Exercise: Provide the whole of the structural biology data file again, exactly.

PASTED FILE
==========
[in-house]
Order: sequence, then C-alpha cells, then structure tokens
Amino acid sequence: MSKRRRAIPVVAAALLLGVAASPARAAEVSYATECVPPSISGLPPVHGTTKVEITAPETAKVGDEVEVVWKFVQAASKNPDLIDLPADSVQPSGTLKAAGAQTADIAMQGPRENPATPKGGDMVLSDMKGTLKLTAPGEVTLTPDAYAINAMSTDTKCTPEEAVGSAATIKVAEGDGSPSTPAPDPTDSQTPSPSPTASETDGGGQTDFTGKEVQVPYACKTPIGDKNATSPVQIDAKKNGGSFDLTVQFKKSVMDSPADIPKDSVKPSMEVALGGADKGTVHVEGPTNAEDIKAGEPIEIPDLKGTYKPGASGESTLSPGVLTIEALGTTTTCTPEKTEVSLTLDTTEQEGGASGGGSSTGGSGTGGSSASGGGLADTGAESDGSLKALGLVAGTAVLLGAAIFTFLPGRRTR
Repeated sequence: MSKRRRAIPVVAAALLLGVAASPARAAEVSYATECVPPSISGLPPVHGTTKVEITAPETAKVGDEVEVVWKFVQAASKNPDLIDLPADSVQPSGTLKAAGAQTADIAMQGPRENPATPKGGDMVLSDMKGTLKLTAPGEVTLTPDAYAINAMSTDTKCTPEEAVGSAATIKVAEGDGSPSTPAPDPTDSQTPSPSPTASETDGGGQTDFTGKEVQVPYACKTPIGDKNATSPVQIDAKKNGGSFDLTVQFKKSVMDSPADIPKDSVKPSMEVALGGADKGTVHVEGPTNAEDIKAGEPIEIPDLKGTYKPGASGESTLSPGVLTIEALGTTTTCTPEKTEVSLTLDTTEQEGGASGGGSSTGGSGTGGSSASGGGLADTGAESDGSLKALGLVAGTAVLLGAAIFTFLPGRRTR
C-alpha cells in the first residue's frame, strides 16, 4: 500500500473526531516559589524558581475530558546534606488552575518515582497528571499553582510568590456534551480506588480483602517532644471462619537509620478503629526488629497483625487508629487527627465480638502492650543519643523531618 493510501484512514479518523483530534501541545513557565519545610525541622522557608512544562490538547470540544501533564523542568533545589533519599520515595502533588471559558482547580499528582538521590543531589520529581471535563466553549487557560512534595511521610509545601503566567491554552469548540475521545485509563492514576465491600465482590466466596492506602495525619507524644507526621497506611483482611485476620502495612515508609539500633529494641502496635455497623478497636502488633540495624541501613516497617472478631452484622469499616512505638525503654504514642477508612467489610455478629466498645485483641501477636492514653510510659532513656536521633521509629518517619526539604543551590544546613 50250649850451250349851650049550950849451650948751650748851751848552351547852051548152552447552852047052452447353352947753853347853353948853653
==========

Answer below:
[in-house]
Order: sequence, then C-alpha cells, then structure tokens
Amino acid sequence: MSKRRRAIPVVAAALLLGVAASPARAAEVSYATECVPPSISGLPPVHGTTKVEITAPETAKVGDEVEVVWKFVQAASKNPDLIDLPADSVQPSGTLKAAGAQTADIAMQGPRENPATPKGGDMVLSDMKGTLKLTAPGEVTLTPDAYAINAMSTDTKCTPEEAVGSAATIKVAEGDGSPSTPAPDPTDSQTPSPSPTASETDGGGQTDFTGKEVQVPYACKTPIGDKNATSPVQIDAKKNGGSFDLTVQFKKSVMDSPADIPKDSVKPSMEVALGGADKGTVHVEGPTNAEDIKAGEPIEIPDLKGTYKPGASGESTLSPGVLTIEALGTTTTCTPEKTEVSLTLDTTEQEGGASGGGSSTGGSGTGGSSASGGGLADTGAESDGSLKALGLVAGTAVLLGAAIFTFLPGRRTR
Repeated sequence: MSKRRRAIPVVAAALLLGVAASPARAAEVSYATECVPPSISGLPPVHGTTKVEITAPETAKVGDEVEVVWKFVQAASKNPDLIDLPADSVQPSGTLKAAGAQTADIAMQGPRENPATPKGGDMVLSDMKGTLKLTAPGEVTLTPDAYAINAMSTDTKCTPEEAVGSAATIKVAEGDGSPSTPAPDPTDSQTPSPSPTASETDGGGQTDFTGKEVQVPYACKTPIGDKNATSPVQIDAKKNGGSFDLTVQFKKSVMDSPADIPKDSVKPSMEVALGGADKGTVHVEGPTNAEDIKAGEPIEIPDLKGTYKPGASGESTLSPGVLTIEALGTTTTCTPEKTEVSLTLDTTEQEGGASGGGSSTGGSGTGGSSASGGGLADTGAESDGSLKALGLVAGTAVLLGAAIFTFLPGRRTR
C-alpha cells in the first residue's frame, strides 16, 4: 500500500473526531516559589524558581475530558546534606488552575518515582497528571499553582510568590456534551480506588480483602517532644471462619537509620478503629526488629497483625487508629487527627465480638502492650543519643523531618 493510501484512514479518523483530534501541545513557565519545610525541622522557608512544562490538547470540544501533564523542568533545589533519599520515595502533588471559558482547580499528582538521590543531589520529581471535563466553549487557560512534595511521610509545601503566567491554552469548540475521545485509563492514576465491600465482590466466596492506602495525619507524644507526621497506611483482611485476620502495612515508609539500633529494641502496635455497623478497636502488633540495624541501613516497617472478631452484622469499616512505638525503654504514642477508612467489610455478629466498645485483641501477636492514653510510659532513656536521633521509629518517619526539604543551590544546613 50250649850451250349851650049550950849451650948751650748851751848552351547852051548152552447552852047052452447353352947753853347853353948853653